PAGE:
To make fried chicken in an air fryer is similar to the process of deep frying — except, of course, the frying part. When you air fry chicken, you still want to coat the chicken in flour to achieve the breaded crust you’d get on regular fried chicken. The Food Network recommends a mixture of flour, paprika, garlic powder, and onion powder. From there, you can pretty much let the air fryer take over.

Beer can chicken

Chicken roasted on beer can

Beer can chicken seems almost too good to be true — chicken and beer come together on the grill for the ultimate summer cookout experience? Sounds like something out of a movie, really. But this cooking method is as simple as it is delicious, so the next time you fire up the grill, arm yourself with a chicken and a can of beer and watch as fantasy becomes reality. 

To make beer can chicken, you’ll need a few spices, a can of beer (Bon Appétit recommends a light lager), and a whole chicken. The chicken gets seasoned and then placed on top of the half-full beer can, so the can is supporting the upright bird. Then the whole thing, along with a drip pan, gets thrown on the grill.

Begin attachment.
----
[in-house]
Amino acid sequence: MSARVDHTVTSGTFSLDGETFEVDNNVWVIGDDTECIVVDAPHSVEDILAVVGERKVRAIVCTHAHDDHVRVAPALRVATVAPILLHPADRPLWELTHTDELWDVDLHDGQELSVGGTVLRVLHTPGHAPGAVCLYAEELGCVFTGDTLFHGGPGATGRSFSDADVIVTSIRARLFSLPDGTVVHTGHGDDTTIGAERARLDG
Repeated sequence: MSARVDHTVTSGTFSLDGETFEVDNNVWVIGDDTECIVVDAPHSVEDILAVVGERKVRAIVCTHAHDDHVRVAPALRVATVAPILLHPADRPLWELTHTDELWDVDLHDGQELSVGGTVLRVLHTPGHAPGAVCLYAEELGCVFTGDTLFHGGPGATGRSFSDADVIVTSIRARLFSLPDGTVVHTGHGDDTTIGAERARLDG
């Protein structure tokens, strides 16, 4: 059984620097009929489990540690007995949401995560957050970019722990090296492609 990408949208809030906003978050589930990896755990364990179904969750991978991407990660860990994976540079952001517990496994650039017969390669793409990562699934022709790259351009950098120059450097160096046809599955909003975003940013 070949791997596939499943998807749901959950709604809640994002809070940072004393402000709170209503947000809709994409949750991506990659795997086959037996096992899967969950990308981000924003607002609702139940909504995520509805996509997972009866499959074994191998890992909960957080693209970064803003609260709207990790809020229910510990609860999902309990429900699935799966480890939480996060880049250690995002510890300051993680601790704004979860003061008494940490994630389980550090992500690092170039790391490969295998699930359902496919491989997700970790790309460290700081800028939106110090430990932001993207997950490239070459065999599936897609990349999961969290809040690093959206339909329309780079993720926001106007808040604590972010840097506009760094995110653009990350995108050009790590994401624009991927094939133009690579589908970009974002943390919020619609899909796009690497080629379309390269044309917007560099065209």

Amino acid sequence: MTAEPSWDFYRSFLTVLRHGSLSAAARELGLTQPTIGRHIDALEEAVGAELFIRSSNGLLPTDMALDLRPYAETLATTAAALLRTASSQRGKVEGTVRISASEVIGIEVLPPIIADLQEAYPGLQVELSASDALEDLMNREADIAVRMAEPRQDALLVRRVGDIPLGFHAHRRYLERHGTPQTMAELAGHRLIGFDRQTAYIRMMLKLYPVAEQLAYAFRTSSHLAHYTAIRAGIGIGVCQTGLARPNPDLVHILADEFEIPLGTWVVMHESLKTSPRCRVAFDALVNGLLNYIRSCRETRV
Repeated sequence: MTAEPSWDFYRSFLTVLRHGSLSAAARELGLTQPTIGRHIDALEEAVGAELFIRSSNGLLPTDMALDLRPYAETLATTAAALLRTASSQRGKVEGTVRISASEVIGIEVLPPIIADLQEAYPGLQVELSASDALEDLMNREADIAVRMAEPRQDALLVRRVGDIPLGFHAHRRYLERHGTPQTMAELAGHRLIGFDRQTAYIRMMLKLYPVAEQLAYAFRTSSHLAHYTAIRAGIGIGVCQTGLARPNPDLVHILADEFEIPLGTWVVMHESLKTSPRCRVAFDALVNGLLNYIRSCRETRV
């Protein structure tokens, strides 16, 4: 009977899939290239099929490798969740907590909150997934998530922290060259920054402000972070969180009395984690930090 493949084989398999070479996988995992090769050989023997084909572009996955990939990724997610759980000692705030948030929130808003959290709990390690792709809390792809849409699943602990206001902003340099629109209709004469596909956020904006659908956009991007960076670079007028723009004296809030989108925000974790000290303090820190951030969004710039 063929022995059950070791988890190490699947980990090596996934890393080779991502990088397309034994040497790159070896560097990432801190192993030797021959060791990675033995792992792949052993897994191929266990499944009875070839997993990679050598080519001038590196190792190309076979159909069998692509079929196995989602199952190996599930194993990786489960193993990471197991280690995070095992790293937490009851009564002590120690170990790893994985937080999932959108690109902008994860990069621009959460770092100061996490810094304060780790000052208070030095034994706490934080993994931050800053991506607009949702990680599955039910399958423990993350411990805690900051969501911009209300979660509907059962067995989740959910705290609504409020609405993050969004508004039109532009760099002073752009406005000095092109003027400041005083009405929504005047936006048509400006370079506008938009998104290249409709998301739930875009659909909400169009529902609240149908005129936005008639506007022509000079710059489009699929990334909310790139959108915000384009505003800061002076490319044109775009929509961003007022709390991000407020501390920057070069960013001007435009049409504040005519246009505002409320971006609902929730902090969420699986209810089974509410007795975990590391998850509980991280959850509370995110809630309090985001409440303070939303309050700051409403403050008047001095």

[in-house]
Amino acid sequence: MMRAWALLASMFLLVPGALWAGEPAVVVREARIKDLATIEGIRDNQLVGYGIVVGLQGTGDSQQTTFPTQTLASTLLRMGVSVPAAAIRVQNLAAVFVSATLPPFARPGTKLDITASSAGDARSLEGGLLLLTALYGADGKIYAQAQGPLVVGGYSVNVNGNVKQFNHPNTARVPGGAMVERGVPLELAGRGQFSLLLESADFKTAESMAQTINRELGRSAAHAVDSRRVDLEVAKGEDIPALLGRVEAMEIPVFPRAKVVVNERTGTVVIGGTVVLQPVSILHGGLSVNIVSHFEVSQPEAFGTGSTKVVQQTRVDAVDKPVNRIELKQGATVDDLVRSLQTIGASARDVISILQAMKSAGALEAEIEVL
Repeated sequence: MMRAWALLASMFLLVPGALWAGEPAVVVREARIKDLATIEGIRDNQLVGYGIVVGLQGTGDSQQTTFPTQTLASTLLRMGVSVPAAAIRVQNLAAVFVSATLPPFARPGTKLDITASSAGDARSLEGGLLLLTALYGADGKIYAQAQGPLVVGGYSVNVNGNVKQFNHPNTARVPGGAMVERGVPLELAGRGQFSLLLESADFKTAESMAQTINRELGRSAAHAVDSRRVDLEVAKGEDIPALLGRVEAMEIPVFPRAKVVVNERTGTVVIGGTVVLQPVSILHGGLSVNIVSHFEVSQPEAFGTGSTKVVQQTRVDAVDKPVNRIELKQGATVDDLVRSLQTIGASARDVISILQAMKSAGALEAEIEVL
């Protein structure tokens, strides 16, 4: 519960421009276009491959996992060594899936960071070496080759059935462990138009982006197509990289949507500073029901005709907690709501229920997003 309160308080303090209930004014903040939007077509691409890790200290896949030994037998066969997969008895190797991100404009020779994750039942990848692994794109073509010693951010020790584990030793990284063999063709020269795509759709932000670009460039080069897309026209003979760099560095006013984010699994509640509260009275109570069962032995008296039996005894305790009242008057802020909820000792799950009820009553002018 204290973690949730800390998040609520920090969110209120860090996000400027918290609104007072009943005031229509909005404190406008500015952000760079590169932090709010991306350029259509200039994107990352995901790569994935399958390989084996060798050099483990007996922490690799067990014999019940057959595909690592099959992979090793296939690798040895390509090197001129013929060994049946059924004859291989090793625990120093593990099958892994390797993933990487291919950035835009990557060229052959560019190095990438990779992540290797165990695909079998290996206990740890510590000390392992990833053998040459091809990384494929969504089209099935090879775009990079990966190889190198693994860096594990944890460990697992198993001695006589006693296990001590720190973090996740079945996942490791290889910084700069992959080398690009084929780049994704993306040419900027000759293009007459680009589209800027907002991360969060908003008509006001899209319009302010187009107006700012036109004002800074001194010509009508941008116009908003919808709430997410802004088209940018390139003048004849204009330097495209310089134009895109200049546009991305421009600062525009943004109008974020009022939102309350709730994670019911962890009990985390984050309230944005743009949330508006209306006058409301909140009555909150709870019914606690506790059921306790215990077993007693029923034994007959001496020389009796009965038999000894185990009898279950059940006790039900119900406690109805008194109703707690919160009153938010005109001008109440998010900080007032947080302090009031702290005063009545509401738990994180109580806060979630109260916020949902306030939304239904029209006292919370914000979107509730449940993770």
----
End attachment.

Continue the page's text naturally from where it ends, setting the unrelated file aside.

As the beer heats up, it releases steam into the cavity of the chicken, saturating the meat with flavor and moisture. To get even more from the brew, try removing the entire top of the beer can with a can opener — more steam will be able to escape, thus suffusing your meat with more of that tasty goodness.

Smoked chicken

Smoker grill with fumes coming out

Smoked chicken is a simple process that makes for a flavorful meal. While many people default to cooking chicken on the grill, using a smoker gives the meat an extra kick that pushes it over the edge of deliciousness. The trick to smoking, according to Salt Pepper Skillet, is that the meat gets cooked at a low temperature with indirect heat, so the chicken gets nice and tender without becoming chewy or charred. 

To properly smoke meat of all kinds, you’ll want to invest in a smoker, which makes the whole process simple and straightforward. To achieve extra levels of flavor, you can add flavored wood chips to the smoker. As the wood burns, the smoke infuses the meat with hints of apple or cherry, depending on the tree the wood was cut from (via Epicurious).

Smoked chicken can be used in tacos or sandwiches, or of course, it’s also good on its own. For best results, you’ll want to brine the chicken before smoking it or smother it with spices that complement the rest of your meal.